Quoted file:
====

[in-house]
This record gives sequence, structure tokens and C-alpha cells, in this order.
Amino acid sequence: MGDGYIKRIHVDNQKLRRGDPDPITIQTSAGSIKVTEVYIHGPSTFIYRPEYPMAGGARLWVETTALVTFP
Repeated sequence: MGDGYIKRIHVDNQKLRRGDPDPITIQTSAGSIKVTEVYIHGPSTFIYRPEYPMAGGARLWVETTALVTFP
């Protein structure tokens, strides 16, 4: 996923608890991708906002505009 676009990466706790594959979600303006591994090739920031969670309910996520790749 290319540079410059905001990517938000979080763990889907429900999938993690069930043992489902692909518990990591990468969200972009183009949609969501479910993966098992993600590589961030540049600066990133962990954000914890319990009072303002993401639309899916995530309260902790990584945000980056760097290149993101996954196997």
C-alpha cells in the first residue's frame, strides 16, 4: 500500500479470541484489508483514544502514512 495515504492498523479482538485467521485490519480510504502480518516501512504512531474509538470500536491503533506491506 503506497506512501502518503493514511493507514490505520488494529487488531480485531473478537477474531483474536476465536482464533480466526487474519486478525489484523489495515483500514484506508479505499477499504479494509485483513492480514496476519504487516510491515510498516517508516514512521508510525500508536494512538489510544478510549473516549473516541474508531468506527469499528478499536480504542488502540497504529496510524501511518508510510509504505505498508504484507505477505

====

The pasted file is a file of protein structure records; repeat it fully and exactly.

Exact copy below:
[in-house]
This record gives sequence, structure tokens and C-alpha cells, in this order.
Amino acid sequence: MGDGYIKRIHVDNQKLRRGDPDPITIQTSAGSIKVTEVYIHGPSTFIYRPEYPMAGGARLWVETTALVTFP
Repeated sequence: MGDGYIKRIHVDNQKLRRGDPDPITIQTSAGSIKVTEVYIHGPSTFIYRPEYPMAGGARLWVETTALVTFP
């Protein structure tokens, strides 16, 4: 996923608890991708906002505009 676009990466706790594959979600303006591994090739920031969670309910996520790749 290319540079410059905001990517938000979080763990889907429900999938993690069930043992489902692909518990990591990468969200972009183009949609969501479910993966098992993600590589961030540049600066990133962990954000914890319990009072303002993401639309899916995530309260902790990584945000980056760097290149993101996954196997």
C-alpha cells in the first residue's frame, strides 16, 4: 500500500479470541484489508483514544502514512 495515504492498523479482538485467521485490519480510504502480518516501512504512531474509538470500536491503533506491506 503506497506512501502518503493514511493507514490505520488494529487488531480485531473478537477474531483474536476465536482464533480466526487474519486478525489484523489495515483500514484506508479505499477499504479494509485483513492480514496476519504487516510491515510498516517508516514512521508510525500508536494512538489510544478510549473516549473516541474508531468506527469499528478499536480504542488502540497504529496510524501511518508510510509504505505498508504484507505477505